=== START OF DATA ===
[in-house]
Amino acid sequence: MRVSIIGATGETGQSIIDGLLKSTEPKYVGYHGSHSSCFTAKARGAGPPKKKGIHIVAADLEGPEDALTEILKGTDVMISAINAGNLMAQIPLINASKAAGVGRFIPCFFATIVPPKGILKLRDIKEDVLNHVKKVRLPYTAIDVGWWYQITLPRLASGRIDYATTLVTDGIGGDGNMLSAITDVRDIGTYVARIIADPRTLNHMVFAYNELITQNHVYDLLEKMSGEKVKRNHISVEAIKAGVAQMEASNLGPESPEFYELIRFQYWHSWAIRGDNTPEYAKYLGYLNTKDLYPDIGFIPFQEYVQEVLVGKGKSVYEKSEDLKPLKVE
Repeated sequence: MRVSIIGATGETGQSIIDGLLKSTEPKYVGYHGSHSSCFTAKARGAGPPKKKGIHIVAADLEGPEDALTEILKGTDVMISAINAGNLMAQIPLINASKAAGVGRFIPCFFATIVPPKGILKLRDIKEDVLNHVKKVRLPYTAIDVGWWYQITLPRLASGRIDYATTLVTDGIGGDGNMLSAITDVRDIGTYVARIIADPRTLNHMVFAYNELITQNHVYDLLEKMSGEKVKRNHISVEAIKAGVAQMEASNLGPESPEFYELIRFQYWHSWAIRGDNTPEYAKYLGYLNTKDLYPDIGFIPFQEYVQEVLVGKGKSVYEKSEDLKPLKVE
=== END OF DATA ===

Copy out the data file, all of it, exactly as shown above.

[in-house]
Amino acid sequence: MRVSIIGATGETGQSIIDGLLKSTEPKYVGYHGSHSSCFTAKARGAGPPKKKGIHIVAADLEGPEDALTEILKGTDVMISAINAGNLMAQIPLINASKAAGVGRFIPCFFATIVPPKGILKLRDIKEDVLNHVKKVRLPYTAIDVGWWYQITLPRLASGRIDYATTLVTDGIGGDGNMLSAITDVRDIGTYVARIIADPRTLNHMVFAYNELITQNHVYDLLEKMSGEKVKRNHISVEAIKAGVAQMEASNLGPESPEFYELIRFQYWHSWAIRGDNTPEYAKYLGYLNTKDLYPDIGFIPFQEYVQEVLVGKGKSVYEKSEDLKPLKVE
Repeated sequence: MRVSIIGATGETGQSIIDGLLKSTEPKYVGYHGSHSSCFTAKARGAGPPKKKGIHIVAADLEGPEDALTEILKGTDVMISAINAGNLMAQIPLINASKAAGVGRFIPCFFATIVPPKGILKLRDIKEDVLNHVKKVRLPYTAIDVGWWYQITLPRLASGRIDYATTLVTDGIGGDGNMLSAITDVRDIGTYVARIIADPRTLNHMVFAYNELITQNHVYDLLEKMSGEKVKRNHISVEAIKAGVAQMEASNLGPESPEFYELIRFQYWHSWAIRGDNTPEYAKYLGYLNTKDLYPDIGFIPFQEYVQEVLVGKGKSVYEKSEDLKPLKVE